Pubdate: Sat, 14 May 2016
Source: Globe and Mail (Canada)
Copyright: 2016 The Globe and Mail Company
Author: Andrea Woo
Page: A3


Health Canada has moved to allow doctors to apply for special access 
to prescribe pharmaceutical-grade heroin to severe addicts, which 
would overturn a ban imposed by the previous Conservative government.

The federal department said in a statement issued on Friday that a 
"significant body of evidence" supports the medical use of 
diacetylmorphine, also known as pharmaceutical-grade heroin.

"Diacetylmorphine is permitted in a number of other jurisdictions, 
such as Germany, the Netherlands, Denmark, and Switzerland, to 
support a small percentage of patients who have not responded to 
other treatment options, such as methadone and buprenorphine," the 
statement said.

Liberal Health Minister Jane Philpott, a doctor, has emphasized that 
her government will take an evidence-based approach to drug policy. 
In January, Dr. Philpott toured and gave a stamp of approval to 
Insite, Vancouver's supervised injection site .

Doctors in Vancouver drew attention to the issue of prescription 
heroin three years ago after clinical trials found that, for a few 
entrenched addicts who had failed repeatedly with more traditional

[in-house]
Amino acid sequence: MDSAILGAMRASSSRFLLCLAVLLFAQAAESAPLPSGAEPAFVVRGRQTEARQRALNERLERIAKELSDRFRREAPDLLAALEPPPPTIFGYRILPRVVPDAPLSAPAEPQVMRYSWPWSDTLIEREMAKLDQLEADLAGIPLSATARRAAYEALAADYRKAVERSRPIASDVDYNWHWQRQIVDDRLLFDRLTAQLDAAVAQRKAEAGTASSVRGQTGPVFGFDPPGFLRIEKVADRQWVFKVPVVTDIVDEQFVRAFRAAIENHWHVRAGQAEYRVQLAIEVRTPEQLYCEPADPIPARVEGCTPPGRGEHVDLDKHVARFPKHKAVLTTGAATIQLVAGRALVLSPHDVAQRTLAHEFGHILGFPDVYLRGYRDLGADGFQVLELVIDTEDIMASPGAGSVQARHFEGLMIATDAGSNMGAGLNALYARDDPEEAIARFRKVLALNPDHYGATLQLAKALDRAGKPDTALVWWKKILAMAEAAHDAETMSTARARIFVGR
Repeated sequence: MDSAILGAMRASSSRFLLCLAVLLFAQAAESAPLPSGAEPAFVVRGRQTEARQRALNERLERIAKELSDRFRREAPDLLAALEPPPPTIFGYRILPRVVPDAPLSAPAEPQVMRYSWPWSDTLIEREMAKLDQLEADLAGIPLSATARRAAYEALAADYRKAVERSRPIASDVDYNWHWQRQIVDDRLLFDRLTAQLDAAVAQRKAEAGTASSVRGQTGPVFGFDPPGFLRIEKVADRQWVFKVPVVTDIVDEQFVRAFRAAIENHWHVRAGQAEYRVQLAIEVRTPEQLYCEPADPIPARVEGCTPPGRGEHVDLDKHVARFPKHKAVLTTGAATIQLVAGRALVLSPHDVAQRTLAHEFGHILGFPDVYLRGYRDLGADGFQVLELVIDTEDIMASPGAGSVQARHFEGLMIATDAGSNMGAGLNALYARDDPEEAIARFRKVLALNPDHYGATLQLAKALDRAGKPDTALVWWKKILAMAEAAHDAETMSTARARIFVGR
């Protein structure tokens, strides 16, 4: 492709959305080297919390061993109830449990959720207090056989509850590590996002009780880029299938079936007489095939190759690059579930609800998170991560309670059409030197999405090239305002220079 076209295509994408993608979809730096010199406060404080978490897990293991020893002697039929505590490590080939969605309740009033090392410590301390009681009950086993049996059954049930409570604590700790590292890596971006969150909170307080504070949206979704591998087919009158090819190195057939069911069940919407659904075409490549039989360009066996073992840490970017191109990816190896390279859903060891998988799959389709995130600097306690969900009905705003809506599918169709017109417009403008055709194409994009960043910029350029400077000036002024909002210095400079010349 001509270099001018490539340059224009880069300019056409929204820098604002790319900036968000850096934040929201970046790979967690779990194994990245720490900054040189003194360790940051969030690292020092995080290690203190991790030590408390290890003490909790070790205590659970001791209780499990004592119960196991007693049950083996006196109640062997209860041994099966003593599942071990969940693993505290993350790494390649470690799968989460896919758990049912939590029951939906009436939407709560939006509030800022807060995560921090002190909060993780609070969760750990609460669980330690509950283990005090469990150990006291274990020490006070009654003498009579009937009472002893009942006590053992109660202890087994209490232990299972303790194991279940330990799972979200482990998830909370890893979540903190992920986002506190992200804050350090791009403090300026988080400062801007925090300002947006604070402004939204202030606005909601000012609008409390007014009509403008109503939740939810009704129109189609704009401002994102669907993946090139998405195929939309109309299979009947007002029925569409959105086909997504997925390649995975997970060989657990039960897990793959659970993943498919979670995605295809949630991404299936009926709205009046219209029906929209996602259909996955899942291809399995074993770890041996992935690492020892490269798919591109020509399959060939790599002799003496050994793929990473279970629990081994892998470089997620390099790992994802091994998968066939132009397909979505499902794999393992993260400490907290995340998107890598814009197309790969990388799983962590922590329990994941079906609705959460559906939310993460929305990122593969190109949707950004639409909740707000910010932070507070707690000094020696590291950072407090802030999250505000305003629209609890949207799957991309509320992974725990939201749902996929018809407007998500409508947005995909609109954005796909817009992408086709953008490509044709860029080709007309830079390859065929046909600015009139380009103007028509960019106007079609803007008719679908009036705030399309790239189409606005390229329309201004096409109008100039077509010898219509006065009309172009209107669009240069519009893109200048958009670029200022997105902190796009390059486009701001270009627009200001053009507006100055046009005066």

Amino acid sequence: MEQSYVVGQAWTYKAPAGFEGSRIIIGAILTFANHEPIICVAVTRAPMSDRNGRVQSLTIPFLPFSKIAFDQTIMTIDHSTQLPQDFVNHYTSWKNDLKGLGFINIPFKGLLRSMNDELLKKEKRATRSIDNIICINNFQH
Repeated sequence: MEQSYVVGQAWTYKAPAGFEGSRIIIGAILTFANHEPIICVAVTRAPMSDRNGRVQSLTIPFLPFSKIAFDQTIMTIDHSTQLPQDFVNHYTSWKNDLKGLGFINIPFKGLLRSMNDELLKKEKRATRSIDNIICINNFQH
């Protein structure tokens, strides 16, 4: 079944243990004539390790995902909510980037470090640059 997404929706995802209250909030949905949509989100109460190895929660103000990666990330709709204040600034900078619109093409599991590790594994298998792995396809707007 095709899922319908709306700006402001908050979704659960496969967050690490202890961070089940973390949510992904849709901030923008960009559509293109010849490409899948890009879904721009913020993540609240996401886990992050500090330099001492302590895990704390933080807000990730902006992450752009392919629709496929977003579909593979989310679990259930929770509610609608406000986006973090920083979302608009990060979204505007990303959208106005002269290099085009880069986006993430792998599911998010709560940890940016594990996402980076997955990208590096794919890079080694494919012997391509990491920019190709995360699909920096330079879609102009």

treatments, prescription heroin administered in a supervised, medical 
setting is safe and effective.

Those receiving prescription heroin experienced physical and 
mental-health improvements, were more likely to stay in treatment and 
reduce illegal drug use and criminal activity than those on methadone.

As people began completing the clinical trials, doctors applied for, 
and received, special permission under Health Canada's Special Access 
Programme (SAP) to continue prescribing the drug to them. The SAP 
allows doctors access to non-marketed or otherwise unapproved drugs 
for patients with serious or life-threatening conditions.

Health Canada approved the applications in September, 2013.

Rona Ambrose, then Conservative health minister, introduced new 
regulations to ban doctors from prescribing "dangerous drugs" such as 
heroin, cocaine and LSD. The trial participants launched a 
constitutional challenge and continued to receive prescription heroin 
under an interlocutory injunction.

Under Health Canada's planned change, heroin would once again be 
allowed under the SAP.

Scott MacDonald, physician lead at the clinic that ran the trials, 
called Health Canada's plan a welcome step, but said access to 
prescription heroin should be improved even further.

"This is not the total solution, but it's part of the solution," he said Friday.
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MAP posted-by: Jay Bergstrom